For less than $2 a pound, a two-for-one deal: Eat the roots and the leaves, for a double dose of fiber, potassium, and folate, and get antioxidant betalains and beta carotene in the bargain.
This modest member of the brassica family is rich in potential cancer-fighting sulforaphanes, and vitamins K and C. Cooked right, it’s mild and sweet — and paying 22 cents a serving is pretty sweet, too.
Canned salmon (pink)
For as little as 65 cents per 3-ounce serving, canned salmon is a great alternative to tuna, with more omega-3 fats and less mercury. Be sure to look wild canned Alaskan salmon.
Versatile eggs offer perfectly balanced protein, vitamin B-12, selenium, and choline. Even enhanced with heart-healthy omega-3 fats, they’ll only set you back about 50 cents for two.
A 1-cup serving of these fast-cooking legumes gives you half the fiber you need for the day, plus plenty of protein, folate, and iron — all for about 25 cents.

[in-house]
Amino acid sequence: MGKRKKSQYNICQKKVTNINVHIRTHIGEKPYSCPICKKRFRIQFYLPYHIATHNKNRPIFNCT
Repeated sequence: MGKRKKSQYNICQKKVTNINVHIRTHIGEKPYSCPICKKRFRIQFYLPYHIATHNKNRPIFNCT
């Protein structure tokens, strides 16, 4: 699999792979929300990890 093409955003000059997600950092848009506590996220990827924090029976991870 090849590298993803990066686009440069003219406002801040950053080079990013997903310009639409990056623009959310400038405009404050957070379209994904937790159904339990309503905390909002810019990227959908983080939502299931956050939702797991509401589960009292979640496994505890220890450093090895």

They’ve got more protein than bulgur wheat, plus soluble fiber, thiamin, iron, and selenium — and a hearty oatmeal breakfast for four costs about a dollar.
At less than 50 cents a cup, this tender, nutty grain-like seed beats brown rice when it comes to fiber and protein, and has healthy amounts of vitamin E, magnesium, and iron.
Get the nutrition and crunch of nuts, for a fraction of the price (generally less than $2 a pound). Sunflower seeds rival almonds for protein and fiber, and offer tons of vitamin E to boot.
A medium baked sweet potato gives you all the vitamin A you need for the day, as well as potassium, fiber, and vitamin C.